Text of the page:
Electronic Arts' (NASDAQ:EA) stock is up by a considerable 7.9% over the past month. Given that the market rewards strong financials in the long-term, we wonder if that is the case in this instance. In this article, we decided to focus on Electronic Arts' ROE.
Return on equity or ROE is an important factor to be considered by a shareholder because it tells them how effectively their capital is being reinvested. In short, ROE shows the profit each dollar generates with respect to its shareholder investments.
How Is ROE Calculated?
The formula for return on equity is:
Return on Equity = Net Profit (from continuing operations) ÷ Shareholders' Equity
So, based on the above formula, the ROE for Electronic Arts is:
15% = US$1.2b ÷ US$8.0b (Based on the trailing twelve months to December 2020).
The 'return' is the profit over the last twelve months. One way to conceptualize this is that for each $1 of shareholders' capital it has, the company made $0.15 in profit.
Why Is ROE Important For Earnings Growth?
We have already established that ROE serves as an efficient profit-generating gauge for a company's future earnings. Depending on how much of these profits the company reinvests or "retains", and how effectively it does so, we are then able to assess a company’s earnings growth potential. Generally speaking, other things being equal, firms with a high return on equity and profit retention, have a higher growth rate than firms that don’t share these attributes.
Electronic Arts' Earnings Growth And 15% ROE
To begin with, Electronic Arts seems to have a respectable ROE. Even when compared to the industry average of 14% the company's ROE looks quite decent. This probably goes some way in explaining Electronic Arts' moderate 17% growth over the past five years amongst other factors.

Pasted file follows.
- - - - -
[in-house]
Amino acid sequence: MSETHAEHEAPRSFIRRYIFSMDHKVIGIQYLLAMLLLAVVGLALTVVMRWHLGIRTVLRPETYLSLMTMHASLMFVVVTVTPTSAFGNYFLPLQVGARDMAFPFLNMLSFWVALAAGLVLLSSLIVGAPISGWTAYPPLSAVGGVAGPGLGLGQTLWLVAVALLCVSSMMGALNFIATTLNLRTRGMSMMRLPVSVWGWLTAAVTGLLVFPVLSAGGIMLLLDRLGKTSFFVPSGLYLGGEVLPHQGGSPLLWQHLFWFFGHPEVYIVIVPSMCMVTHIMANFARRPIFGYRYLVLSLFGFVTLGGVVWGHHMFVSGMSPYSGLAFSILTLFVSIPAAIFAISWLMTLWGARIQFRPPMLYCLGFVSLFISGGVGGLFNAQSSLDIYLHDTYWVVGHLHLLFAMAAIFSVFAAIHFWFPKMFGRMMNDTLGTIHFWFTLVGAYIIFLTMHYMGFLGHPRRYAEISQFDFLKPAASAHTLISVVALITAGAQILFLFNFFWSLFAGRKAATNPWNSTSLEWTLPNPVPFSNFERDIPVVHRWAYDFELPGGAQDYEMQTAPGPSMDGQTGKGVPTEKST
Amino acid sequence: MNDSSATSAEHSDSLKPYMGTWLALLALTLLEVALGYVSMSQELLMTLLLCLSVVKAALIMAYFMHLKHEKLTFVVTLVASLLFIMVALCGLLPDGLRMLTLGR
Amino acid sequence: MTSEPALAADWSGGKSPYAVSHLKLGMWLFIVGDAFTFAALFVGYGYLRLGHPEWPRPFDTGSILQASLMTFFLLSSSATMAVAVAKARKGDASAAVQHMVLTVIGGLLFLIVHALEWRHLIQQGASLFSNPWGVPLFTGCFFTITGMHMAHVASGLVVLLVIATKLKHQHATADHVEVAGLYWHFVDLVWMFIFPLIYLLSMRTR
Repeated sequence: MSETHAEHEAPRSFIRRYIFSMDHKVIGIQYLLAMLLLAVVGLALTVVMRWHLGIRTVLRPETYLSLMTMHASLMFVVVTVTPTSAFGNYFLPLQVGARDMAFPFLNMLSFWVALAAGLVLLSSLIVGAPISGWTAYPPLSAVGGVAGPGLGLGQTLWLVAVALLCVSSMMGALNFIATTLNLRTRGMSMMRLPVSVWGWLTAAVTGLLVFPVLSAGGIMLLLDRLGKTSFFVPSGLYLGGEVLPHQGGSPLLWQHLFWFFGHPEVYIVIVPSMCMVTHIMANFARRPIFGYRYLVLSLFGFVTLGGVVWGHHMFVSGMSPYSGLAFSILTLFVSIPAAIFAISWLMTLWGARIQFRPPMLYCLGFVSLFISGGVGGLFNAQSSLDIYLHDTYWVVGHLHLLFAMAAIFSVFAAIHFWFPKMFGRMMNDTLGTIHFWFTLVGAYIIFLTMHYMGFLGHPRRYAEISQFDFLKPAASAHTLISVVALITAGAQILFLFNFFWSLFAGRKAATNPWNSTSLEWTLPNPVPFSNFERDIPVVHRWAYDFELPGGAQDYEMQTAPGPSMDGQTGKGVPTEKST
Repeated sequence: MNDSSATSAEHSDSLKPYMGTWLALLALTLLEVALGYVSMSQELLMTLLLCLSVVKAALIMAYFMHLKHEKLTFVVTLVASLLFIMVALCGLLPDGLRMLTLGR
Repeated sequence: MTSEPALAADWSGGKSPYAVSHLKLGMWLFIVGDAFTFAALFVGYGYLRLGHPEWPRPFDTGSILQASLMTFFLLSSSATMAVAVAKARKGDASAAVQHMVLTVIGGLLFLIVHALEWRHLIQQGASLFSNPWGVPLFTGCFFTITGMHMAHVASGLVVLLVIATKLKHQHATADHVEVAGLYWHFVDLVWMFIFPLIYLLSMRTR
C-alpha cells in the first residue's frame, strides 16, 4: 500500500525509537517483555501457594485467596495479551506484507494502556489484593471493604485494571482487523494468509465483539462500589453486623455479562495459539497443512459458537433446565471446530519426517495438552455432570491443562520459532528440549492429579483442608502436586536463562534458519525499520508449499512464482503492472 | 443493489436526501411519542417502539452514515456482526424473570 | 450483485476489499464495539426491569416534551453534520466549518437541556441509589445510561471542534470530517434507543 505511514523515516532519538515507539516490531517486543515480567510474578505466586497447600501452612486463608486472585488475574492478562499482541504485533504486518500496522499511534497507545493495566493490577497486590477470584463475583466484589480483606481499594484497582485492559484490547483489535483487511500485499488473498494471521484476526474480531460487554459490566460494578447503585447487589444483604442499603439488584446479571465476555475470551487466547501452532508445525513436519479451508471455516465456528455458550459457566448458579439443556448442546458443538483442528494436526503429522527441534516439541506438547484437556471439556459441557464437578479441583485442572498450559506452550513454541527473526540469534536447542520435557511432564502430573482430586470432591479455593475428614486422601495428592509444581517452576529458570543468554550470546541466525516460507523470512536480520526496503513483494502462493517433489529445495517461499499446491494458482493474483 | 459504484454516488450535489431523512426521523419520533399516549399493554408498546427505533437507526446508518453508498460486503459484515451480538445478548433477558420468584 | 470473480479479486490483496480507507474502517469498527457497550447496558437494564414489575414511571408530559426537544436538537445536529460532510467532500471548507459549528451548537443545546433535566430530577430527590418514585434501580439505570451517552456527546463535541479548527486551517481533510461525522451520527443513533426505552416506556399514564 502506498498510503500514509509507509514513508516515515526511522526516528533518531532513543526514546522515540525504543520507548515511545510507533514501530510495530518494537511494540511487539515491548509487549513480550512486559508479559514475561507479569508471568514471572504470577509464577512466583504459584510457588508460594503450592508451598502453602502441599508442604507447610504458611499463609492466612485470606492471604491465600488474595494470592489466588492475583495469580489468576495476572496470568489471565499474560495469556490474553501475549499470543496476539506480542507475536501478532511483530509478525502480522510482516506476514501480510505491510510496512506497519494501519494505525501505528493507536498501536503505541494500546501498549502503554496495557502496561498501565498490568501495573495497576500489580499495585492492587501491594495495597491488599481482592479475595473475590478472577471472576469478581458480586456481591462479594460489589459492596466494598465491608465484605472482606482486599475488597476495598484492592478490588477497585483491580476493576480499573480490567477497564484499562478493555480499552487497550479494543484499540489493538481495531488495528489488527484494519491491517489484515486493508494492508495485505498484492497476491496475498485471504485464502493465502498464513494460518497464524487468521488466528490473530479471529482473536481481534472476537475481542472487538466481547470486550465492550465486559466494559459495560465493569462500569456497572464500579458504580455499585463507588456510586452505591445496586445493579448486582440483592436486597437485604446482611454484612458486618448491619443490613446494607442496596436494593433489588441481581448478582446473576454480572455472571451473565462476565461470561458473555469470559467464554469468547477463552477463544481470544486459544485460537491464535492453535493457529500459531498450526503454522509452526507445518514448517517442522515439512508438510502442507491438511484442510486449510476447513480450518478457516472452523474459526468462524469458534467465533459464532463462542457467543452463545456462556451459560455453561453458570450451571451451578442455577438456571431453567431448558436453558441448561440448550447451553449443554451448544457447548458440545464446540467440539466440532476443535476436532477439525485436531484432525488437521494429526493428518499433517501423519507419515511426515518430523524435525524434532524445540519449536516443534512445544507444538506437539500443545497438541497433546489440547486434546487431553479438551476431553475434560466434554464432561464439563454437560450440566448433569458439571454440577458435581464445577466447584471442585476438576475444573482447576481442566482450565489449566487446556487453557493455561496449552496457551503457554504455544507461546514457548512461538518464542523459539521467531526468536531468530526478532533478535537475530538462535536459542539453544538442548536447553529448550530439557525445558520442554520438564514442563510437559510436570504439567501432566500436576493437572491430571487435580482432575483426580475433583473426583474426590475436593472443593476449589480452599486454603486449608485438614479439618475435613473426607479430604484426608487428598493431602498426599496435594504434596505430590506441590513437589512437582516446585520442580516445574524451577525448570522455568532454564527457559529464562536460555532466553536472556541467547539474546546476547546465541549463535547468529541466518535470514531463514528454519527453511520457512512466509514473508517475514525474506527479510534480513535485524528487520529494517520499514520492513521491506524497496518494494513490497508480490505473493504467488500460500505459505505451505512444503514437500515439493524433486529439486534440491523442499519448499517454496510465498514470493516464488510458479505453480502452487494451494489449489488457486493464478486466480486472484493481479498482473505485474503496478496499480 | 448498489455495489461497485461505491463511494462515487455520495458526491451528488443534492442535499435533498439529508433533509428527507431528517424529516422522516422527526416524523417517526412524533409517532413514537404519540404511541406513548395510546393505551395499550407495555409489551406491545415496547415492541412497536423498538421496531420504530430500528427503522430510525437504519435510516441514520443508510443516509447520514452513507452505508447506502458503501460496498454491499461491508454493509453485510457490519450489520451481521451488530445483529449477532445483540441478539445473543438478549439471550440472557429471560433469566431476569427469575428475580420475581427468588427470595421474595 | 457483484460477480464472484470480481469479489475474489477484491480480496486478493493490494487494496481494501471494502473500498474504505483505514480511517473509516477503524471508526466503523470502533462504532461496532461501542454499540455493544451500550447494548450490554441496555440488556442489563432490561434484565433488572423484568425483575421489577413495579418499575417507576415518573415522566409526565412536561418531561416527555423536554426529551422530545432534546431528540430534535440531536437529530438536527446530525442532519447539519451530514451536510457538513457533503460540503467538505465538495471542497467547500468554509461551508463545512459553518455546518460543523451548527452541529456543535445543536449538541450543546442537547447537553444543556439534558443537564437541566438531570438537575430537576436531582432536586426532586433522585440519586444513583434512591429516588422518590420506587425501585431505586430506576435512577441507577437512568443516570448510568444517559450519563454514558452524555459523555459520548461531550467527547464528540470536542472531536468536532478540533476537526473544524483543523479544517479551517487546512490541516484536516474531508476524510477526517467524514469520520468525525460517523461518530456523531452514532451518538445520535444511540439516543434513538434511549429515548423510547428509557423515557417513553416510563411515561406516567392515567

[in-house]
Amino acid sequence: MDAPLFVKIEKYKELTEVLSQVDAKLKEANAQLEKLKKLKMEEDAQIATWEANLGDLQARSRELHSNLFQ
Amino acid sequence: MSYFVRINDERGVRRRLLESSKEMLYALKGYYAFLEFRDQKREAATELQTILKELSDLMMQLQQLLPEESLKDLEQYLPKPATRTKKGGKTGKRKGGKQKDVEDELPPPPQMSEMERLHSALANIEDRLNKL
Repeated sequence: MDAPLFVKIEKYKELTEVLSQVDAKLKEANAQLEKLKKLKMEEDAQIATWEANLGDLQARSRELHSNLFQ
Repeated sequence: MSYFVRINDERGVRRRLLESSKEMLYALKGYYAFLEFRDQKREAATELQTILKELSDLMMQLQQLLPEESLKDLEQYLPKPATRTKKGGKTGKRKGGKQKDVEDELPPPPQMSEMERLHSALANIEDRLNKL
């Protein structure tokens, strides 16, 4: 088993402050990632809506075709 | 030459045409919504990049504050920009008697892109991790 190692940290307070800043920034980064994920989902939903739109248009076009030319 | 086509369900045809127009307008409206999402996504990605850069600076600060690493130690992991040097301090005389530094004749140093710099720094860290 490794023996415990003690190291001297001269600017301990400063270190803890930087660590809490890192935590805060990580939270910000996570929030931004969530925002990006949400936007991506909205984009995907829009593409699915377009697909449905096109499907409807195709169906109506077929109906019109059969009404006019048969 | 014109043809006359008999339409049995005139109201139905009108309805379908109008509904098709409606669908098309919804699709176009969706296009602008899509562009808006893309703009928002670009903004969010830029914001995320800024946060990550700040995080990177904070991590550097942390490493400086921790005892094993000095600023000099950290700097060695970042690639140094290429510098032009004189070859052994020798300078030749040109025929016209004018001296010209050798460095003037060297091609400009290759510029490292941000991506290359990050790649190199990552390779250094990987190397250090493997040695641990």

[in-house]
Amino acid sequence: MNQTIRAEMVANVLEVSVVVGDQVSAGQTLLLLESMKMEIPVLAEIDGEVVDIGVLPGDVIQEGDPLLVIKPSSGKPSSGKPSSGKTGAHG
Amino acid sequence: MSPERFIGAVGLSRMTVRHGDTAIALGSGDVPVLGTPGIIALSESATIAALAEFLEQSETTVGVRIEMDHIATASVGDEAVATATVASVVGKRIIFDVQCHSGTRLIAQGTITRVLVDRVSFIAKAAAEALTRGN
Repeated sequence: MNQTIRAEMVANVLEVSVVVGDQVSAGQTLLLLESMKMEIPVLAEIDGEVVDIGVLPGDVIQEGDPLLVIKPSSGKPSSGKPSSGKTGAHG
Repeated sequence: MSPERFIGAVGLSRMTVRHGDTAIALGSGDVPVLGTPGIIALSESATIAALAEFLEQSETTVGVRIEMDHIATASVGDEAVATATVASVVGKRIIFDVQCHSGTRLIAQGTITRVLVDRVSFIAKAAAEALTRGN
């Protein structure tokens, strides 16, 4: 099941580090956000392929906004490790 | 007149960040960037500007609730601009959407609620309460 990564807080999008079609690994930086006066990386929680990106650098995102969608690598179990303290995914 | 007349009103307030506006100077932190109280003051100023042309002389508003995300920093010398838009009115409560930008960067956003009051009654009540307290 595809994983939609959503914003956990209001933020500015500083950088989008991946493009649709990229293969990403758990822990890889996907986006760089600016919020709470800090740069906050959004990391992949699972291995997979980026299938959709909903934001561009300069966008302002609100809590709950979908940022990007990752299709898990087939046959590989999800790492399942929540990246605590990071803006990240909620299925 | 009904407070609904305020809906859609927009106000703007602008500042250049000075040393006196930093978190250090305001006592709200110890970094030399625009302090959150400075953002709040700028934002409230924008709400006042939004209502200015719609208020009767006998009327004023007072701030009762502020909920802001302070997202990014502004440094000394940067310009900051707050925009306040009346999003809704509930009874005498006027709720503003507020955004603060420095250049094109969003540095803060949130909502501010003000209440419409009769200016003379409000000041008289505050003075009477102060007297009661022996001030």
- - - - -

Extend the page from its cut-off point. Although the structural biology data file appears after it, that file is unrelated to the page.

We then compared Electronic Arts' net income growth with the industry and found that the company's growth figure is lower than the average industry growth rate of 39% in the same period, which is a bit concerning.
Earnings growth is an important metric to consider when valuing a stock. What investors need to determine next is if the expected earnings growth, or the lack of it, is already built into the share price. This then helps them determine if the stock is placed for a bright or bleak future. One good indicator of expected earnings growth is the P/E ratio which determines the price the market is willing to pay for a stock based on its earnings prospects. So, you may want to check if Electronic Arts is trading on a high P/E or a low P/E, relative to its industry.
Is Electronic Arts Using Its Retained Earnings Effectively?
Electronic Arts' three-year median payout ratio to shareholders is 4.2% (implying that it retains 96% of its income), which is on the lower side, so it seems like the management is reinvesting profits heavily to grow its business.
Upon studying the latest analysts' consensus data, we found that the company's future payout ratio is expected to rise to 6.4% over the next three years. However, the company's ROE is not expected to change by much despite the higher expected payout ratio.
In total, we are pretty happy with Electronic Arts' performance. Specifically, we like that the company is reinvesting a huge chunk of its profits at a high rate of return. This of course has caused the company to see a good amount of growth in its earnings. We also studied the latest analyst forecasts and found that the company's earnings growth is expected be similar to its current growth rate. Are these analysts expectations based on the broad expectations for the industry, or on the company's fundamentals? Click here to be taken to our analyst's forecasts page for the company.
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This article by Simply Wall St is general in nature. It does not constitute a recommendation to buy or sell any stock, and does not take account of your objectives, or your financial situation. We aim to bring you long-term focused analysis driven by fundamental data. Note that our analysis may not factor in the latest price-sensitive company announcements or qualitative material. Simply Wall St has no position in any stocks mentioned.
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